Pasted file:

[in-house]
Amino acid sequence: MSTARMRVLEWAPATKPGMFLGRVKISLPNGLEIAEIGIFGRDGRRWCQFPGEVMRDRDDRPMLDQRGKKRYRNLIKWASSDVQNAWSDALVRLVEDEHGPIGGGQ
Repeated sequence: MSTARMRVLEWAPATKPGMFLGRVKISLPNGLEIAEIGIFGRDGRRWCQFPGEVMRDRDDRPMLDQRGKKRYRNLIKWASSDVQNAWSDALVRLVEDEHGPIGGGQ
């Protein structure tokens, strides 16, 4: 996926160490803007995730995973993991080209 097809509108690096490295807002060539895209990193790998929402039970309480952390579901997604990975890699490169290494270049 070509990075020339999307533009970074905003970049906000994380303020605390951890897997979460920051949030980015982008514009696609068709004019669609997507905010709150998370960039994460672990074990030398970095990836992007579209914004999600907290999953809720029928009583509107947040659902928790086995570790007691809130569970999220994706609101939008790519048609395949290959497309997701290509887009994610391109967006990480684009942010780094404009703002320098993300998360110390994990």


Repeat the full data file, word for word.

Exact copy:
[in-house]
Amino acid sequence: MSTARMRVLEWAPATKPGMFLGRVKISLPNGLEIAEIGIFGRDGRRWCQFPGEVMRDRDDRPMLDQRGKKRYRNLIKWASSDVQNAWSDALVRLVEDEHGPIGGGQ
Repeated sequence: MSTARMRVLEWAPATKPGMFLGRVKISLPNGLEIAEIGIFGRDGRRWCQFPGEVMRDRDDRPMLDQRGKKRYRNLIKWASSDVQNAWSDALVRLVEDEHGPIGGGQ
């Protein structure tokens, strides 16, 4: 996926160490803007995730995973993991080209 097809509108690096490295807002060539895209990193790998929402039970309480952390579901997604990975890699490169290494270049 070509990075020339999307533009970074905003970049906000994380303020605390951890897997979460920051949030980015982008514009696609068709004019669609997507905010709150998370960039994460672990074990030398970095990836992007579209914004999600907290999953809720029928009583509107947040659902928790086995570790007691809130569970999220994706609101939008790519048609395949290959497309997701290509887009994610391109967006990480684009942010780094404009703002320098993300998360110390994990």